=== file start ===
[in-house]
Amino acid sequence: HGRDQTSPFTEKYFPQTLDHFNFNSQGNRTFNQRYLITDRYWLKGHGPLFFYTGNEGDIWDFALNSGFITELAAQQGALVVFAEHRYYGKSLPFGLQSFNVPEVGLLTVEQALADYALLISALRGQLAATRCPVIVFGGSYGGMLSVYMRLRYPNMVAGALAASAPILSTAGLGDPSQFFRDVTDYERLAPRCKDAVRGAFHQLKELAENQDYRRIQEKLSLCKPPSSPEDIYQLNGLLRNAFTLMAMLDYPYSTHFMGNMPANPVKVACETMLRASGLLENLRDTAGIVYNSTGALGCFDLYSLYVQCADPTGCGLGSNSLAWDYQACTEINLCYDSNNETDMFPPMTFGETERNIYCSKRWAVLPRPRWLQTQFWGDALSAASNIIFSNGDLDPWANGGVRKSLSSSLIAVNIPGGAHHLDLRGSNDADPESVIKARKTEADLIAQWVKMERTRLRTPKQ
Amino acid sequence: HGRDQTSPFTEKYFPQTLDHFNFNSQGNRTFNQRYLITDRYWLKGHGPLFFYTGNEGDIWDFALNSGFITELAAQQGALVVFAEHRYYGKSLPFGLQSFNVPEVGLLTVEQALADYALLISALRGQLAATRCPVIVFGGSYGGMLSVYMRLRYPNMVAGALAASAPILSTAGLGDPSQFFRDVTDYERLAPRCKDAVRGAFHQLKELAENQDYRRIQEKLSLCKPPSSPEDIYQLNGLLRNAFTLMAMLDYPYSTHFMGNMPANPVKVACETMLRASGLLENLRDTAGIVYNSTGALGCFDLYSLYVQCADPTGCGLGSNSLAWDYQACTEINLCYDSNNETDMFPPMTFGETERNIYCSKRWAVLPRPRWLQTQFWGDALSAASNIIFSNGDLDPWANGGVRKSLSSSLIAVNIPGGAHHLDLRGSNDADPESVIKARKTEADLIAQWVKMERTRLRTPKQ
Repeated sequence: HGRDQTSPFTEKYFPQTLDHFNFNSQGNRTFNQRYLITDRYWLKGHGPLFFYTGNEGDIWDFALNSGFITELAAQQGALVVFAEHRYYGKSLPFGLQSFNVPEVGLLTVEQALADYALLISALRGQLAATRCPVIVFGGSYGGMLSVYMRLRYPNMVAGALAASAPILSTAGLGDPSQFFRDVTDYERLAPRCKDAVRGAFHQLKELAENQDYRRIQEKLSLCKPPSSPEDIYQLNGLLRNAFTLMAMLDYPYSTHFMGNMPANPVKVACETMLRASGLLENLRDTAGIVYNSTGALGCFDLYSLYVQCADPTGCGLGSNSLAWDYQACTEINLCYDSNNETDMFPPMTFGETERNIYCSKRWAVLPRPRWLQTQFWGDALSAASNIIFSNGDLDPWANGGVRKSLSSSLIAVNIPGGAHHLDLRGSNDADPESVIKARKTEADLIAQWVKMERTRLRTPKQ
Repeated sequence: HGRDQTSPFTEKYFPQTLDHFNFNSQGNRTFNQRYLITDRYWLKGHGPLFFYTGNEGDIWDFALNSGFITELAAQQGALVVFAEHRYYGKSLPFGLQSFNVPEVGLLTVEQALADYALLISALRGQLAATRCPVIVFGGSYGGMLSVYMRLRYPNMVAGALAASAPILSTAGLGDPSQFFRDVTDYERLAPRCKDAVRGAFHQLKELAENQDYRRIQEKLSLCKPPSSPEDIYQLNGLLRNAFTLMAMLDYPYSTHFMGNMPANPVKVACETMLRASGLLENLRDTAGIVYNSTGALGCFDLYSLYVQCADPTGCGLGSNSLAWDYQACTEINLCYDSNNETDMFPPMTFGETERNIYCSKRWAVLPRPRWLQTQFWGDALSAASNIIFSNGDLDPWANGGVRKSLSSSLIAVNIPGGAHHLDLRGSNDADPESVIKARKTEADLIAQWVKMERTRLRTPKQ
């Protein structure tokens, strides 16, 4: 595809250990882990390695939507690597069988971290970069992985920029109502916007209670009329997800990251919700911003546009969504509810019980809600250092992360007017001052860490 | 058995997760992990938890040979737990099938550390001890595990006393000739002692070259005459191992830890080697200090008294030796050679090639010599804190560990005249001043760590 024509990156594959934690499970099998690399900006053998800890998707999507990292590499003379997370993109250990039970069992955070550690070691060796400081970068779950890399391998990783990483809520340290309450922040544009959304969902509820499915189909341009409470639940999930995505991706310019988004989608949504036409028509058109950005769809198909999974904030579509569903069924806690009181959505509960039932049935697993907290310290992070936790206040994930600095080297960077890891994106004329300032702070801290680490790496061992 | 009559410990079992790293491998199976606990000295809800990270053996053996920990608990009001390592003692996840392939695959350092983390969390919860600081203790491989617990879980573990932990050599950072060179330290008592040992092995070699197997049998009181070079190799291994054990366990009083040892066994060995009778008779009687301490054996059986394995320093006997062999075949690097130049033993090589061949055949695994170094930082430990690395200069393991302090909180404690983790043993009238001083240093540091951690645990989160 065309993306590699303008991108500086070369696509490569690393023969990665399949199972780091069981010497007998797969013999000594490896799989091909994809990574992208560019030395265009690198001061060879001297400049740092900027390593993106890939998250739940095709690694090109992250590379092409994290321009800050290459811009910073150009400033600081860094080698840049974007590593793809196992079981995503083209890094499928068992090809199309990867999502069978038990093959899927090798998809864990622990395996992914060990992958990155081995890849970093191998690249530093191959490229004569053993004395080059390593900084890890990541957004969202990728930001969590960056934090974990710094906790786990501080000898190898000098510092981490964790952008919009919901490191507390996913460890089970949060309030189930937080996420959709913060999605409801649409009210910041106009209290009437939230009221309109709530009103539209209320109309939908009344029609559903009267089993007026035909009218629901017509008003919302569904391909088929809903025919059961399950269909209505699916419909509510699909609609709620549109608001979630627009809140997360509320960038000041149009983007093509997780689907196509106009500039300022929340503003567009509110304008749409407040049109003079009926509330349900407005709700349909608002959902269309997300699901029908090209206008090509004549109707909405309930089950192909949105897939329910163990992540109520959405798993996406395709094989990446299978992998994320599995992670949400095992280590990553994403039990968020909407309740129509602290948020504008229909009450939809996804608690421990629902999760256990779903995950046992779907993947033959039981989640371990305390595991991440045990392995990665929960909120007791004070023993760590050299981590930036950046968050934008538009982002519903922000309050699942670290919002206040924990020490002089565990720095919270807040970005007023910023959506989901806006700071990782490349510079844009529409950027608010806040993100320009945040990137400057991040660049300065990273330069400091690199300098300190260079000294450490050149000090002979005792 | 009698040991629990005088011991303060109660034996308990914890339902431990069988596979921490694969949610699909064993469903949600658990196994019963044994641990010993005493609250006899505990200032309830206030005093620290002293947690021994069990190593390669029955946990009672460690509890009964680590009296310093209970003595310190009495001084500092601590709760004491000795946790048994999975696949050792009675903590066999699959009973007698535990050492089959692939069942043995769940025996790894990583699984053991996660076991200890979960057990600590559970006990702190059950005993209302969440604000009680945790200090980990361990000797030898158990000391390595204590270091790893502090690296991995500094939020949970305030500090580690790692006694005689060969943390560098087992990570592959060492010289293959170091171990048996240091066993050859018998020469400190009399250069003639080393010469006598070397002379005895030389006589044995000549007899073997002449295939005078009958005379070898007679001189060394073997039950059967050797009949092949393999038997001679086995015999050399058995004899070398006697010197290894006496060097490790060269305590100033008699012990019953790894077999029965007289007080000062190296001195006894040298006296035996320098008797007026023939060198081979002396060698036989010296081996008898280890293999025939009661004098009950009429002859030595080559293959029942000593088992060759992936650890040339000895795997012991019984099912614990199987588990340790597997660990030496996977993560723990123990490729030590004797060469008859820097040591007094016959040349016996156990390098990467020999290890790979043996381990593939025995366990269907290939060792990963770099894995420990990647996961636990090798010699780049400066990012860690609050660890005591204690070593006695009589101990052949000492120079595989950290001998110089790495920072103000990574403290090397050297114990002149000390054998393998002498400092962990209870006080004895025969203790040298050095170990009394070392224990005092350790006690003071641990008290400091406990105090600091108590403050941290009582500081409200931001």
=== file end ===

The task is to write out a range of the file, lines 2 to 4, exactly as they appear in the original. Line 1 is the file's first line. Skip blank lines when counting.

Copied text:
Amino acid sequence: HGRDQTSPFTEKYFPQTLDHFNFNSQGNRTFNQRYLITDRYWLKGHGPLFFYTGNEGDIWDFALNSGFITELAAQQGALVVFAEHRYYGKSLPFGLQSFNVPEVGLLTVEQALADYALLISALRGQLAATRCPVIVFGGSYGGMLSVYMRLRYPNMVAGALAASAPILSTAGLGDPSQFFRDVTDYERLAPRCKDAVRGAFHQLKELAENQDYRRIQEKLSLCKPPSSPEDIYQLNGLLRNAFTLMAMLDYPYSTHFMGNMPANPVKVACETMLRASGLLENLRDTAGIVYNSTGALGCFDLYSLYVQCADPTGCGLGSNSLAWDYQACTEINLCYDSNNETDMFPPMTFGETERNIYCSKRWAVLPRPRWLQTQFWGDALSAASNIIFSNGDLDPWANGGVRKSLSSSLIAVNIPGGAHHLDLRGSNDADPESVIKARKTEADLIAQWVKMERTRLRTPKQ
Amino acid sequence: HGRDQTSPFTEKYFPQTLDHFNFNSQGNRTFNQRYLITDRYWLKGHGPLFFYTGNEGDIWDFALNSGFITELAAQQGALVVFAEHRYYGKSLPFGLQSFNVPEVGLLTVEQALADYALLISALRGQLAATRCPVIVFGGSYGGMLSVYMRLRYPNMVAGALAASAPILSTAGLGDPSQFFRDVTDYERLAPRCKDAVRGAFHQLKELAENQDYRRIQEKLSLCKPPSSPEDIYQLNGLLRNAFTLMAMLDYPYSTHFMGNMPANPVKVACETMLRASGLLENLRDTAGIVYNSTGALGCFDLYSLYVQCADPTGCGLGSNSLAWDYQACTEINLCYDSNNETDMFPPMTFGETERNIYCSKRWAVLPRPRWLQTQFWGDALSAASNIIFSNGDLDPWANGGVRKSLSSSLIAVNIPGGAHHLDLRGSNDADPESVIKARKTEADLIAQWVKMERTRLRTPKQ
Repeated sequence: HGRDQTSPFTEKYFPQTLDHFNFNSQGNRTFNQRYLITDRYWLKGHGPLFFYTGNEGDIWDFALNSGFITELAAQQGALVVFAEHRYYGKSLPFGLQSFNVPEVGLLTVEQALADYALLISALRGQLAATRCPVIVFGGSYGGMLSVYMRLRYPNMVAGALAASAPILSTAGLGDPSQFFRDVTDYERLAPRCKDAVRGAFHQLKELAENQDYRRIQEKLSLCKPPSSPEDIYQLNGLLRNAFTLMAMLDYPYSTHFMGNMPANPVKVACETMLRASGLLENLRDTAGIVYNSTGALGCFDLYSLYVQCADPTGCGLGSNSLAWDYQACTEINLCYDSNNETDMFPPMTFGETERNIYCSKRWAVLPRPRWLQTQFWGDALSAASNIIFSNGDLDPWANGGVRKSLSSSLIAVNIPGGAHHLDLRGSNDADPESVIKARKTEADLIAQWVKMERTRLRTPKQ